Found historic space hardware or artwork? NASA might have lost it


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Found historic space hardware or artwork? NASA might have lost it

A prototype moon rover ended up in a scrap yard. A bag containing lunar dust particles hit the auction block. And the whereabouts of dozens of historic artworks is undocumented, while hundreds more are hidden from public view in storage.

NASA needs to do a better job of identifying and tracking its historic property, the space agencys internal watchdog said this week, including improving how it secures Challenger and Columbia shuttle accident debris.

"The agency has fallen short in the past maintaining its historic personal property, resulting in the loss of historically valuable property," NASAs Inspector General concluded. "Moving forward, NASA risks losing additional historically significant property if it fails to improve its control and accountability over these assets."

NASAs Office of Inspector General said poor records or follow-through over the years have resulted in the agency losing historic items. For example:

In 2015, a citizen paid $995 for a sample collection bag the FBI had seized from a museum executives home during a 2003 investigation. NASA in 2016 confirmed the bag had flown to the moon on Apollo 11 and tried to reclaim it, but a federal judge ruled the sale was legal, and the bag sold at auction last year for $1.8 million.A former NASA employee kept three Apollo command module hand controllers that he said a supervisor had told him to throw out, and eventually sold them to a collector at auction. NASA said it wanted them back to replace mockups in a Smithsonian display, but quit trying after three years.In 2014, an Air Force historian alerted NASA to what appeared to be a prototype moon rover outside a home in Blountsville, Alabama. After waiting four months for NASA to claim ownership of the property, the citizen sold the rover to a scrap yard, which sold it at auction. “NASAs reluctance or delay in asserting ownership of an item has led to missed opportunities to retrieve historical property,” the audit said.In total, NASA counts 1,730 heritage assets, which are no longer needed for missions but have "historical, cultural, educational or aesthetic significance."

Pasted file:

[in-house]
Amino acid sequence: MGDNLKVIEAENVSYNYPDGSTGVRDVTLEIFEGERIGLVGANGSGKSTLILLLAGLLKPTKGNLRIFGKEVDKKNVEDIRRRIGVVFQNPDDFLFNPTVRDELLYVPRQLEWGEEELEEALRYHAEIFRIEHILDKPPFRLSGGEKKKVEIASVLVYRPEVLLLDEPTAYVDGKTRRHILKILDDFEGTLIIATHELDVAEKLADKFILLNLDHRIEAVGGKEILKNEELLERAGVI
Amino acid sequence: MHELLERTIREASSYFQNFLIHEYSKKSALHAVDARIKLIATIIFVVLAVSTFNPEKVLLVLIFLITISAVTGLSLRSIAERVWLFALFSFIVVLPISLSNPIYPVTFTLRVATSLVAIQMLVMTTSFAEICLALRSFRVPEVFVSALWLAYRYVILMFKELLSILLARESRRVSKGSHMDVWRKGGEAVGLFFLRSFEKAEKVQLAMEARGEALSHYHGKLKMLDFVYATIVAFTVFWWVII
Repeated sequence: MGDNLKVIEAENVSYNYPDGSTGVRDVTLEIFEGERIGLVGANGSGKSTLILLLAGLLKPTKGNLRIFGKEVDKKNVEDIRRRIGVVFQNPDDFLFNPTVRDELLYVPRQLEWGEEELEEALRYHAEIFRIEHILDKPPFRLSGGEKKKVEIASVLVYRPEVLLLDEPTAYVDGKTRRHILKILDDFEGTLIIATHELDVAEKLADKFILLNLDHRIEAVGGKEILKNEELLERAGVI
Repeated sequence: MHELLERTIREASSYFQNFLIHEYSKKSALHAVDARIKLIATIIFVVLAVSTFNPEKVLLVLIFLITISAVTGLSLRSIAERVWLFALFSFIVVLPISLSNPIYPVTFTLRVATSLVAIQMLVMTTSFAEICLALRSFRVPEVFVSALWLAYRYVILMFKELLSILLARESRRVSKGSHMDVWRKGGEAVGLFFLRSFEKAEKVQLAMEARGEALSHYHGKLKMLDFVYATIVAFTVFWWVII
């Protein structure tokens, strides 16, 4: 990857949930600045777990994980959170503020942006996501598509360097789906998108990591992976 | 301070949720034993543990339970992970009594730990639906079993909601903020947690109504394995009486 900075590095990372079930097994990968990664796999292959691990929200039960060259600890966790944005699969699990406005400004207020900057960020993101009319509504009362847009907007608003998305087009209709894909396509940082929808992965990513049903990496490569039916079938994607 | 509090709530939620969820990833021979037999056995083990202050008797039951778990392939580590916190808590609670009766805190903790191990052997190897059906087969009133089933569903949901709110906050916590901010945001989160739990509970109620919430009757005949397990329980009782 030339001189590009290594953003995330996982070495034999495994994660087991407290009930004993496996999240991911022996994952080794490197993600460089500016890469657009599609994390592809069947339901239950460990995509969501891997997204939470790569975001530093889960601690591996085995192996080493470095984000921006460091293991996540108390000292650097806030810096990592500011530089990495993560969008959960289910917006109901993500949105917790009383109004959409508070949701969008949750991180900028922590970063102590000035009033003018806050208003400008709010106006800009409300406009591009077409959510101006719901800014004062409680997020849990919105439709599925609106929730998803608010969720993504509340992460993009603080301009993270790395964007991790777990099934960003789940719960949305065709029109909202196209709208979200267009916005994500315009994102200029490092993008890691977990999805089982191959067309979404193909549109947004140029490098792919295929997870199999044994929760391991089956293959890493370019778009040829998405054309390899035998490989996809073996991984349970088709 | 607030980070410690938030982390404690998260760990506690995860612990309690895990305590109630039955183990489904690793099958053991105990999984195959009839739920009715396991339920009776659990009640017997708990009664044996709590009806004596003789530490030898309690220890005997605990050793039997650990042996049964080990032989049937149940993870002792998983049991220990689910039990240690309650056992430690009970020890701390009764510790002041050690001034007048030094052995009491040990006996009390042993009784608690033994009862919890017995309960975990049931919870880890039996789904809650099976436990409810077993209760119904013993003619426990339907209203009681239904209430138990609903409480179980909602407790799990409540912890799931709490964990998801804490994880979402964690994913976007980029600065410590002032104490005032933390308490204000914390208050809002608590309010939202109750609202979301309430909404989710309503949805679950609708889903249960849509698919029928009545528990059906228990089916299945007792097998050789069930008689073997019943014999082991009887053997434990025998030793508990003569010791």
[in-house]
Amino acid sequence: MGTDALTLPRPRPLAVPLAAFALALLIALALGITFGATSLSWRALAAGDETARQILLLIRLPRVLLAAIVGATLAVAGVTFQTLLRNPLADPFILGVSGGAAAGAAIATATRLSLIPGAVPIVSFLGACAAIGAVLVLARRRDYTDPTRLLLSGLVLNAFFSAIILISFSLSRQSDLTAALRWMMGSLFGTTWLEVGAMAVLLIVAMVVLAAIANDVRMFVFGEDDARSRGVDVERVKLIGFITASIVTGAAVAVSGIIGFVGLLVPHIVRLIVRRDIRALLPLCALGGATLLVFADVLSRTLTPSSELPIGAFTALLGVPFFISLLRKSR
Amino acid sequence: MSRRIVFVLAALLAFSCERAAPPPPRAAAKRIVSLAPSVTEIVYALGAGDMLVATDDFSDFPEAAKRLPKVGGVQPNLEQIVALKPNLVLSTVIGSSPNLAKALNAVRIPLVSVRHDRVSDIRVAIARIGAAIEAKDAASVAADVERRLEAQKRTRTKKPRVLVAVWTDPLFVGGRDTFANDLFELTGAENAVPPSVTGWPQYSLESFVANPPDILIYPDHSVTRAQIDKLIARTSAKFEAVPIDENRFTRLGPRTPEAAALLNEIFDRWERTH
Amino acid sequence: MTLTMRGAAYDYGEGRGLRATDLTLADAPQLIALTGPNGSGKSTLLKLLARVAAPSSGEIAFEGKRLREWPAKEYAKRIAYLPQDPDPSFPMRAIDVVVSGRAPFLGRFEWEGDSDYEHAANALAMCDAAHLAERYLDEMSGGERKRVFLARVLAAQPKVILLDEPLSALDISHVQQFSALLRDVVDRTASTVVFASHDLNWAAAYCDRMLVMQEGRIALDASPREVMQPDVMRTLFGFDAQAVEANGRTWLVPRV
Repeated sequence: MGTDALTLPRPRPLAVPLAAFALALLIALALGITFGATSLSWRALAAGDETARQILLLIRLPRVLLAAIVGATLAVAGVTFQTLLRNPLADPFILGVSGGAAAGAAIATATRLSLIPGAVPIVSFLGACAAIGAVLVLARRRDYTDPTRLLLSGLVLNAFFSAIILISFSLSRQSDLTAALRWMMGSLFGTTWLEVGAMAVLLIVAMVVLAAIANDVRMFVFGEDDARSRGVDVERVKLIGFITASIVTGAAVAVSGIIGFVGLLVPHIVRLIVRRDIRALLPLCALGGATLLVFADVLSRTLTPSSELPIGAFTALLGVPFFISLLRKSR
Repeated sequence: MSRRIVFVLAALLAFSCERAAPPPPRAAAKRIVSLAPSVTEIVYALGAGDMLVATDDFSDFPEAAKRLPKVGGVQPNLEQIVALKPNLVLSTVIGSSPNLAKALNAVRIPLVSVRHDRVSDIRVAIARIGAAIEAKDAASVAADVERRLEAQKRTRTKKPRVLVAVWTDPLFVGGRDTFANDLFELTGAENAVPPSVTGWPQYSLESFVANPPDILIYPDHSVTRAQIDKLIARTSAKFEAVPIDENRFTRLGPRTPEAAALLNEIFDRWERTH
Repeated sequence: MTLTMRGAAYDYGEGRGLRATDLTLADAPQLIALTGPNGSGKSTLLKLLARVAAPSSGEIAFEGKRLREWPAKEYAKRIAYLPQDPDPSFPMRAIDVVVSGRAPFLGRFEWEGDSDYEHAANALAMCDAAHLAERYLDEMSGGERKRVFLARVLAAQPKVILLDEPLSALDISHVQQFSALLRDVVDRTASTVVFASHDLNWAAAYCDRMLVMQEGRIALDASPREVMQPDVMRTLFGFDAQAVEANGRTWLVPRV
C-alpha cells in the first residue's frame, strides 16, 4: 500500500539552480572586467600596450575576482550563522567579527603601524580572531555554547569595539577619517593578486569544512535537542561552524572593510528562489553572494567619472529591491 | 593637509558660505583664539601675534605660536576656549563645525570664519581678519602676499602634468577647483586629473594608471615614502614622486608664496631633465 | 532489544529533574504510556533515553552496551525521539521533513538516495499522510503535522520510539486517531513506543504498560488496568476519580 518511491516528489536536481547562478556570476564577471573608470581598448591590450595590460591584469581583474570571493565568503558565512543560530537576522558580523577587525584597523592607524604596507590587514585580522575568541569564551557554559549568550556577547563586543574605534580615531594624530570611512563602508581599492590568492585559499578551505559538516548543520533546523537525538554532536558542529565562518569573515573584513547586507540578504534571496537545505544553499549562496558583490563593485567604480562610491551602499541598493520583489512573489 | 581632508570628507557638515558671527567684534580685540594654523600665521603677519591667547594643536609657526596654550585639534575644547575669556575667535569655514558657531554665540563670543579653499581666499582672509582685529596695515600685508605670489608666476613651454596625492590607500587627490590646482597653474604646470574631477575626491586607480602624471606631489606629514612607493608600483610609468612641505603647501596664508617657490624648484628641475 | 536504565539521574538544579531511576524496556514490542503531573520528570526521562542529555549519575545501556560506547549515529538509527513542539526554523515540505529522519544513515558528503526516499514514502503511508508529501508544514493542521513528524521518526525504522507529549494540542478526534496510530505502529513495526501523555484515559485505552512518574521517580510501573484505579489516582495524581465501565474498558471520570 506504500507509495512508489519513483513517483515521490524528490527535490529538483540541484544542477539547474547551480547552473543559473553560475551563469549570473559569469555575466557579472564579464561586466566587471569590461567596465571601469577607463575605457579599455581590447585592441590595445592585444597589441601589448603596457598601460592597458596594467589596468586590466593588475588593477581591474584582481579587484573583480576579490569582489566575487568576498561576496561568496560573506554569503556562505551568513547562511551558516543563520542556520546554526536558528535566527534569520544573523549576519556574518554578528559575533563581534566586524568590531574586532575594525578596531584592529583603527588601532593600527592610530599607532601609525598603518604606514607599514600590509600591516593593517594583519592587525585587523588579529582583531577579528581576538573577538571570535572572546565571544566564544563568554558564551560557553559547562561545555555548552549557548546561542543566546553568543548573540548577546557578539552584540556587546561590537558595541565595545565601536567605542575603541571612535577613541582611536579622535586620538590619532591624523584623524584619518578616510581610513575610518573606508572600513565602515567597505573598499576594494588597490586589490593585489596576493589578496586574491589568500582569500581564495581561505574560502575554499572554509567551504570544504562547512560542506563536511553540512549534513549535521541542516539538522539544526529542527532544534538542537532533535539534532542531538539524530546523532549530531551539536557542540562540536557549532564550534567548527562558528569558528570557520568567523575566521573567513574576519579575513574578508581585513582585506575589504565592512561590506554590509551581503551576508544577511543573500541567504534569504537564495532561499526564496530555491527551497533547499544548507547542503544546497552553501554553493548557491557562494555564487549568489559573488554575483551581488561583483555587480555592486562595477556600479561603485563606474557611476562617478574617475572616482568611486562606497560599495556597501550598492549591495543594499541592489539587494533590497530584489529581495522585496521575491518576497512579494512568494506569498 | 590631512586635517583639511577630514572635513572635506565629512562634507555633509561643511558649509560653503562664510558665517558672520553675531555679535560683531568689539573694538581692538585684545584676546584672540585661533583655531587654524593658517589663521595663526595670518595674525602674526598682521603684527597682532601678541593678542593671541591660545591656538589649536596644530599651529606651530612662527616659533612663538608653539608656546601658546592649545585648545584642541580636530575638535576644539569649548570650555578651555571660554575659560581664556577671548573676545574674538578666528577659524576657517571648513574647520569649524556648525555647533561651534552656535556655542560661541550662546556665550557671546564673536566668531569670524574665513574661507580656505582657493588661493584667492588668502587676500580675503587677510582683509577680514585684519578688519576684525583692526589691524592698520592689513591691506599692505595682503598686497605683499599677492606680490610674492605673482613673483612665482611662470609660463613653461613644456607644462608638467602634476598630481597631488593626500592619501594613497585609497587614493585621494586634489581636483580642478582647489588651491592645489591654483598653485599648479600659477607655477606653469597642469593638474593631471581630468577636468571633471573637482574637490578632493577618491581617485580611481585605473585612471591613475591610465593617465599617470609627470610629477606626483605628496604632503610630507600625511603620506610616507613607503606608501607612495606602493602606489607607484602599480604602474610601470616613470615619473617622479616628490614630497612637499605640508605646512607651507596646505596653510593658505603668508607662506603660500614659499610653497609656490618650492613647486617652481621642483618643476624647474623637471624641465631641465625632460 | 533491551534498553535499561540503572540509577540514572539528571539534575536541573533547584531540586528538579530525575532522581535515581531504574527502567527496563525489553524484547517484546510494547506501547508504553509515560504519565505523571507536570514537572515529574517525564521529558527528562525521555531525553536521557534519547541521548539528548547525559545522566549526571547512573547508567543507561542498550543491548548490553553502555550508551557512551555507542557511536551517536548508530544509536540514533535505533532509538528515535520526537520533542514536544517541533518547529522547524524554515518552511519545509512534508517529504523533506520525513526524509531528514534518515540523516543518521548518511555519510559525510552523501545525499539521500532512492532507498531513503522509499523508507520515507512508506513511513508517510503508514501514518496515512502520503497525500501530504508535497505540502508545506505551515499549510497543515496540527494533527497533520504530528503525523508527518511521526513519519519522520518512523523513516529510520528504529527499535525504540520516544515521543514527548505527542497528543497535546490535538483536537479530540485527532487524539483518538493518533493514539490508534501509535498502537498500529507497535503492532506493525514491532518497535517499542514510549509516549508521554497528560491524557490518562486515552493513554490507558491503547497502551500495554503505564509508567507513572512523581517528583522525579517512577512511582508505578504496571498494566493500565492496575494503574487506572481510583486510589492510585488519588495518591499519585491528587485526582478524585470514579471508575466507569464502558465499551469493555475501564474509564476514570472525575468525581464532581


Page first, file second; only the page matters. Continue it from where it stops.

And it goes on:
More than 1,000 of those assets are classified as "art and miscellaneous items," and most of those are housed at Kennedy Space Center.

Twenty-nine pieces of the art are displayed on the fourth floor of KSC's headquarters, home to the centers top managers.

But another 638 pieces from the NASA Art Program are held in storage at the KSC Visitor Complex, unavailable for public display.

The first SpaceX Falcon 9 Block 5 rocket launches the Bangabandhu-1 communications satellite from Kennedy Space Center's pad 39A on May 11, 2018.Displaying historic artwork with the proper lighting, temperature and humidity controls can be expensive, the auditors noted. But they suggested NASA consider turning over some of its collection to the Smithsonian Institution or other organizations more qualified to preserve and display such art.

The Visitor Complex for NASA does display numerous original works and reproductions that are not part of the NASA Art Program.

Of the total 815 pieces in NASA's art collection, the auditors found that the locations of nearly 130 were uncertain, thought to be on display at field centers.

Beyond artwork, KSC personnel said they generally relied on Delaware North to determine what merited designation as a heritage asset, recently including a space-flown Orion capsule.

But Delaware North said it only made suggestions, revealing what auditors said was a need for NASA to establish positions with clear responsibility for making such decisions.

"We question whether having a contractor make determinations as to which items NASA should retain for their historical importance is an appropriate process," the report states.

The report credited NASA with being a good custodian of historic infrastructure that in many cases has been repurposed for new programs, like its lease of KSCs pad 39A, a former Saturn V and space shuttle launch complex, to SpaceX.

But the auditors recommended stronger measures to protect debris from two shuttle accidents that killed 14 astronauts.

Some Columbia debris has been on loan to the University of Texas at El Paso without a signed agreement requiring the university to secure it properly or to certify regularly that the items are safe and in good condition.

Pieces of both shuttles are publicly displayed at the KSC Visitor Complexs Forever Remembered exhibit, but no agreement specifies who is responsible for securing the artifacts.

More comprehensive agreements "would add additional protection and accountability to these high-value artifacts," the audit said.

Contact Dean at 321-917-4534 or jdean@floridatoday.com. And follow on Twitter at @flatoday_jdean and on Facebook at https://www.facebook.com/SpaceTeamGo.

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By: Florida Today

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